An ancient town on the west bank of the Nile. Up to the Roman period, it was the chief site for the worship of Hathor (Aphrodite), the goddess of heaven and of love. As early as the Old Kingdom a shrine existed here. The present temple, however, had its origin in the late Ptolemaic and early Roman period. It is one of the best-preserved Egyptian temples. Christianity had already gained a foothold here at the end of the third century. Since the first quarter of the fourth century, Dandarah has been known as the seat of a bishop.
All that remains of the old town today is a shapeless field of potsherds out of which juts the impressive precinct of the Hathor temple. It is not known when the town was abandoned. ABU AL-MAKARIM (at the beginning of the thirteenth century), who normally speaks only of churches, mentions the town only in respect to the temple and the holy lake. Thus the site might already have been abandoned in the thirteenth century. At any rate, it is inserted in the lists of bishops down to the fourteenth century (Timm, 1984, Vol. 2, p. 545), although the last bishops were presumably only titular bishops.
Whether the Hathor temple or sections of it were converted into a Christian church has not been ascertained. Only M. Jullien speaks of the insertion of a church in the pronaos of the temple (Munier, 1940, p. 162). But extensive remains of a church are preserved between the two birth houses (Mammisi) on the northwest corner of the inner precinct of the temple. This church is one of the most beautiful of Egyptian churches; the regularity of its ground plan and the balanced proportions are only seldom encountered. The entrances are found at the west end of both long sides. Across small anterooms, one enters the narthex situated rather deep inside the building and bordered on the west side by a series of rooms. Here are the stairs as well as accommodations for a couple of liturgical side chambers. In no other Egyptian building was a solution of this kind repeated. The naos has three aisles and is provided with a western return aisle. The side walls contain semicircular niches. They are decorated with flanking columns and sculptured niche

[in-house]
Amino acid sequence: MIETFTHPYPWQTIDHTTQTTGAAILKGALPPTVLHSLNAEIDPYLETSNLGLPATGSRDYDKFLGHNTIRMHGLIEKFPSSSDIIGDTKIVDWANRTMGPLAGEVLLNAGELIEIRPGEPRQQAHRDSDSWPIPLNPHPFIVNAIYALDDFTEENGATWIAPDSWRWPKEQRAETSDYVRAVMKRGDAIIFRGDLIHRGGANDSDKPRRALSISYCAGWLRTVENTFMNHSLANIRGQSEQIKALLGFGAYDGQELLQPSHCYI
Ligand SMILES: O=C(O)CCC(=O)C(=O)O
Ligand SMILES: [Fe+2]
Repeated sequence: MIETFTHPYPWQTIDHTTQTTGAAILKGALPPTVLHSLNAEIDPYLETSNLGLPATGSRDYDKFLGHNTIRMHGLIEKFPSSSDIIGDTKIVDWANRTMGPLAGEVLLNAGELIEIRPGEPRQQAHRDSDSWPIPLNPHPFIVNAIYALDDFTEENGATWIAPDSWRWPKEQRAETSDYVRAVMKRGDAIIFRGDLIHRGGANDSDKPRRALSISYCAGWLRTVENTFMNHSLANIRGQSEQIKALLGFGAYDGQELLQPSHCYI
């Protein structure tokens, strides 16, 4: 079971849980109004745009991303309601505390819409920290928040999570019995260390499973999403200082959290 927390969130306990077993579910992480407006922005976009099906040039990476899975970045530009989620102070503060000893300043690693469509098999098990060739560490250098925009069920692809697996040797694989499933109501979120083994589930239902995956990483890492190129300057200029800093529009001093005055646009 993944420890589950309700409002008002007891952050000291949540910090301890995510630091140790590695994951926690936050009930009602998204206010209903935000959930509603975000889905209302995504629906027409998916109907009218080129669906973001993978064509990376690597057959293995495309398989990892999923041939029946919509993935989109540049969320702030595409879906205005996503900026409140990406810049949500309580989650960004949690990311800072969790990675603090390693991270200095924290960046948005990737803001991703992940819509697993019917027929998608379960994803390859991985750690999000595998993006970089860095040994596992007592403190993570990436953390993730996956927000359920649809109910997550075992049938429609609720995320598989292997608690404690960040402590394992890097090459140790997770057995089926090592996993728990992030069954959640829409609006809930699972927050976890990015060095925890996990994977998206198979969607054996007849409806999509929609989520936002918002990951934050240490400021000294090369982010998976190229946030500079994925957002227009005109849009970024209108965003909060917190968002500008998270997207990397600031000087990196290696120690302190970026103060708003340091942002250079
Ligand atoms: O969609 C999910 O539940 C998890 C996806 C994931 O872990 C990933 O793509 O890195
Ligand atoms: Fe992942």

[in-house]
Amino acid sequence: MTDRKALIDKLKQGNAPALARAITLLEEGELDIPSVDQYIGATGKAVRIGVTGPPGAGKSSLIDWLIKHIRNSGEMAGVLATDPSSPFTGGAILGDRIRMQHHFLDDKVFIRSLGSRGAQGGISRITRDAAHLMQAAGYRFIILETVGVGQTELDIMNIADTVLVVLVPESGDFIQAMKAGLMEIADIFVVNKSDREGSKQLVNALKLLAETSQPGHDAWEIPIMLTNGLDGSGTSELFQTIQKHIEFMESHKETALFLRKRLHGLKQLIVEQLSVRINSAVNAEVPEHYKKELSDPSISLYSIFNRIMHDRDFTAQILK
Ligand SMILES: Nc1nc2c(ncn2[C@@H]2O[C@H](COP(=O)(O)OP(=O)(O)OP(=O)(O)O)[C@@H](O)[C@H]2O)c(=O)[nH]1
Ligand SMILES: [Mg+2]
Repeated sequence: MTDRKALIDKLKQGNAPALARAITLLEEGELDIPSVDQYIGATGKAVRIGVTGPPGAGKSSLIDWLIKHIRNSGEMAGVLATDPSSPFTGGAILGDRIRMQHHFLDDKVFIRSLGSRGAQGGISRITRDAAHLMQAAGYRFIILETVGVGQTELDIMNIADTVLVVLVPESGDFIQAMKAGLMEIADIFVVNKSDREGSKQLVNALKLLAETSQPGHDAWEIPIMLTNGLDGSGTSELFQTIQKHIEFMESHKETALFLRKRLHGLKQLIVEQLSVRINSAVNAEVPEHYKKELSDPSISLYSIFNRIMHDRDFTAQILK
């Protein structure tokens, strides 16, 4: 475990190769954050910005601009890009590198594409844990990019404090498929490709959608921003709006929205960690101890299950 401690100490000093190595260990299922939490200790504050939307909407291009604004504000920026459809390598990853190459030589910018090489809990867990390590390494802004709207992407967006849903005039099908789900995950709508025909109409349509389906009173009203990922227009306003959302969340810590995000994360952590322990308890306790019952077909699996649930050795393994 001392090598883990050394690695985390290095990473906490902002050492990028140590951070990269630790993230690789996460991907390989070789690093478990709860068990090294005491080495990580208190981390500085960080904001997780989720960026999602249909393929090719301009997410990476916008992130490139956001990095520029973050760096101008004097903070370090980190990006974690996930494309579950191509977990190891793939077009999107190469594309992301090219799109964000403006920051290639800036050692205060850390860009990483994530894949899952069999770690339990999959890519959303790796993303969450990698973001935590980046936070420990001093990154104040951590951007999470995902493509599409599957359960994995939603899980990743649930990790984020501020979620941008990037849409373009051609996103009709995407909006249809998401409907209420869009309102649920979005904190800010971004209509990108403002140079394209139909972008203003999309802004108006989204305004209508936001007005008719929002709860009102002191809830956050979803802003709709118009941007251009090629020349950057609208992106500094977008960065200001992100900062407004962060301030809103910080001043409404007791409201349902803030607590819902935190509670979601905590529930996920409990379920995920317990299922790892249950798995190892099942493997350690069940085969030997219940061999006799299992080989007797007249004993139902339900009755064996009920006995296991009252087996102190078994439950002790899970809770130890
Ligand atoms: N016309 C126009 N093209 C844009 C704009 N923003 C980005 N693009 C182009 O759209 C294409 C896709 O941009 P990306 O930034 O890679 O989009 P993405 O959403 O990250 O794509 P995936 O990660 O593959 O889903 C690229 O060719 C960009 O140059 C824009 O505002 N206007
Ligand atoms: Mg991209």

heads, and in their location, they correspond exactly to the intercolumnia of the rows of columns. The sanctuary has the plan of a triconch as is the case in the two monastery churches of Suhaj, DAYR ANBA SHINUDAH and DAYR ANBA BISHOI. The main conch in the east was provided with niches and an inner circle of columns. Moreover, the general regularity of the formation points to the fact that here for the first time a cupola was constructed over the center. The stones required for vaulting were cut in the neighboring Roman Mammisi where today a drawing of the triconch is preserved on the floor (Monneret de Villard, 1925, p. 49). Both the side chambers of the sanctuary are gamma-shaped in order to lead around the side conchs of the triconch. Judging by the stone sculpture of the building, especially the design of the heads of the niches, the church could have been built about the middle of the sixth century. It belongs to the small number of Egyptian examples of architectural sculpture produced specifically for building construction. Only the great columns and capitals in the nave were reused from older buildings.
- Daumas, F. Dendara et le temple d’Hathor. Cairo, 1969.
- Grossmann, P. “Esempi d’architettura paleocristiana in Egitto dal V al VII secolo.” Corsi Ravenna 28 (1981):170-72.
- Johannes, G. Streifzüge durch die Kirchen und Klöster Ägyptens, pp. 52-53. Leipzig and Berlin, 1914.
- Monneret de Villard, U. Les Couvents près de Sohâg, Vol. 1, pp. 4749. Milan, 1925.
- Munier, H. “Les Monuments coptes d’après le père Michel Jullien.” Bulletin de la Société d’archéologie copte 6 (1940):141-68.
- Timm, S. Das christlich-koptische Ägypten in arabischer Zeit, Vol. 2, pp. 543-48. Wiesbaden, 1984.